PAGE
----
Again, the institutionalization of corruption by Ibrahim Babangida has caused the erosion of family values ​​in Nigeria. Due to entrenched corruption in Nigeria, many people have stopped setting family values. This Machiavellian principle, “the end justifies the means”, has become the common thread and guiding principle for millions of Nigerians.

So, in no time, parents, who wanted their children to study professional courses such as accounting, medicine, law and others, would hire substitute candidates to take exams like NECO, SSCE and NABTEB for their children. The “miracle centres”, which dot the nooks and crannies of the country, are used to perpetrate malpractice on a large scale for the benefit of large numbers of exam takers. In addition, student admissions to law, medical and other colleges are determined by nepotism and incentive factors. Merit is destroyed and sacrificed on the altar of nepotism, cronyism and corruption. Unsurprisingly, many doctors, accountants, lawyers and lecturers in Nigeria demonstrate and practice quackery in the line of duty.

Unlike in the 1960s and 1970s, when high school graduates’ certificates reflected their true academic ability, today’s high school leavers are ignoramuses, knowing next to nothing about the subjects for which they have achieved distinctions in examinations such as NECO, SSCE, NABTEB, and others. Even among students, the ruling weltanschauung was disliked for its academic pursuits and relentless pursuit of wealth. So, in this context of pervasive corruption in our school system, can we discover true academic champions, who deserve a scholarship for their university education?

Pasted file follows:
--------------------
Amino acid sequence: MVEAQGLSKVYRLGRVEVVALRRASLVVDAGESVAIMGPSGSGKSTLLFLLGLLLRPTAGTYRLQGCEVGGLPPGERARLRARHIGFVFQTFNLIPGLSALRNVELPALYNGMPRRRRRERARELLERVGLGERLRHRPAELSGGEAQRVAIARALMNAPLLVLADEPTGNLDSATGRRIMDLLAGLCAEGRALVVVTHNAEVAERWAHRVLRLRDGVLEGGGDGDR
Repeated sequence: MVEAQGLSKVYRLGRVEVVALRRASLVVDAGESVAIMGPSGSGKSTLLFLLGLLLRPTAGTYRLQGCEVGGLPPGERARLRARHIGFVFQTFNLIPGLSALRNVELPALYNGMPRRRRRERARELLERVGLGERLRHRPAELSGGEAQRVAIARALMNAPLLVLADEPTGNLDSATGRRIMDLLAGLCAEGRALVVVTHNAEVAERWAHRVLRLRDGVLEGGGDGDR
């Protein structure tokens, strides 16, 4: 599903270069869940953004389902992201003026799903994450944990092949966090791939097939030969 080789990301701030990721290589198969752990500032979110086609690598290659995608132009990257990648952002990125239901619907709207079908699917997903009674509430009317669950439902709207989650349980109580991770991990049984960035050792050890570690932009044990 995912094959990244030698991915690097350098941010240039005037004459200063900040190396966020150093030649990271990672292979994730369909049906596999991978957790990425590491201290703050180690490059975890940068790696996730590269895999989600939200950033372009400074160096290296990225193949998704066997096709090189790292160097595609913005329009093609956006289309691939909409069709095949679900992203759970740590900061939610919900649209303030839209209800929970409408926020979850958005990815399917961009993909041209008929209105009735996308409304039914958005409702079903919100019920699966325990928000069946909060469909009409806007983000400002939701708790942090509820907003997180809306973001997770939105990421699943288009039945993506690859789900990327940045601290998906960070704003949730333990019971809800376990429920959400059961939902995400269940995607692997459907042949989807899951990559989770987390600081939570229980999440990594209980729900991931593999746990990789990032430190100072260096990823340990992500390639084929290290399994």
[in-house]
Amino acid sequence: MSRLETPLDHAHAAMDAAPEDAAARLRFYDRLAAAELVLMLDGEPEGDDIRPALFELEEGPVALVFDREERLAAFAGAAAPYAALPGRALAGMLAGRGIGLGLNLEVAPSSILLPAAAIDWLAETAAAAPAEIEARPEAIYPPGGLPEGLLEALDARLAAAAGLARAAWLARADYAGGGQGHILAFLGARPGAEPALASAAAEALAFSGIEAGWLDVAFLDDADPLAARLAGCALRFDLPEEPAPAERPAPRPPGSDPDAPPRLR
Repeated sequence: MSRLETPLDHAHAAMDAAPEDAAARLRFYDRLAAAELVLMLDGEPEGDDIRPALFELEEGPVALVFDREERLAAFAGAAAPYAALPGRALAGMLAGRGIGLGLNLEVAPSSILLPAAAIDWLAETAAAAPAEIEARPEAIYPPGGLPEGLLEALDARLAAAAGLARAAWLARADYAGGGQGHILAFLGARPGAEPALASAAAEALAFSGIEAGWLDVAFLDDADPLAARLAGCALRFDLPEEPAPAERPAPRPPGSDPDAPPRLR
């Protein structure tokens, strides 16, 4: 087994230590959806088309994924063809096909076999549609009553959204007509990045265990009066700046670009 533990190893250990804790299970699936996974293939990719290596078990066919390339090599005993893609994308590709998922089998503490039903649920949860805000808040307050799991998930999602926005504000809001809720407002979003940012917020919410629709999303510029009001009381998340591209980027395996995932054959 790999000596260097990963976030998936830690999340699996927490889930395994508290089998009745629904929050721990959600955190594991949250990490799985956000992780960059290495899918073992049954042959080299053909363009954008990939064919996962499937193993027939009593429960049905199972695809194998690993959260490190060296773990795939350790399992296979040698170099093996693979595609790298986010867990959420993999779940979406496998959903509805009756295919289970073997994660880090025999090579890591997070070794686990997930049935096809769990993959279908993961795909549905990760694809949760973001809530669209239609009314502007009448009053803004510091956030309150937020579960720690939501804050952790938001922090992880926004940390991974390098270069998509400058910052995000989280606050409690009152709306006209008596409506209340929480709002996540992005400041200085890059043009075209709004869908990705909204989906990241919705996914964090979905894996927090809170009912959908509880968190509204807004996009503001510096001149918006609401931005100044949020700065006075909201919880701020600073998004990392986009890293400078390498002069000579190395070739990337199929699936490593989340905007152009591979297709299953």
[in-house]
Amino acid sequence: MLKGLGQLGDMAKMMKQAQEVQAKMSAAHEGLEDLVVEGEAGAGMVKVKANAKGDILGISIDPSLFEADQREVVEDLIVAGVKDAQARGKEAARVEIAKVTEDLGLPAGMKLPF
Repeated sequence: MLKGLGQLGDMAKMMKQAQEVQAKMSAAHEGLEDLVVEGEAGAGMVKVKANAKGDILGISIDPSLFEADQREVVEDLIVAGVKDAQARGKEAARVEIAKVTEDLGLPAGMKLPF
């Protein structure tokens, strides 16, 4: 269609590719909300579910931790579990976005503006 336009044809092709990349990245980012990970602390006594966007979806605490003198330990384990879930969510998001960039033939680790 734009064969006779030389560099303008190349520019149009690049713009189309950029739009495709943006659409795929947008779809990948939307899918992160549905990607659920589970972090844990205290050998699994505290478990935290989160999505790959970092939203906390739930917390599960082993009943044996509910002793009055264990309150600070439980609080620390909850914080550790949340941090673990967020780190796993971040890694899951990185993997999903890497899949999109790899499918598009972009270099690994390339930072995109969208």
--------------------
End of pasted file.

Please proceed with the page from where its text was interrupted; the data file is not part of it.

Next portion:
As the rot in our school system gets worse and worse, our political leaders at various levels sit on their hands and do nothing. Not only are they insensitive to the plight and welfare of teachers, but they also fail to equip schools with modern scientific and laboratory equipment and computers. Add to that the perennial intractable ASUU and the federal stalemate, and you have a graphic and faithful picture of the deep crisis into which our schools have sunk.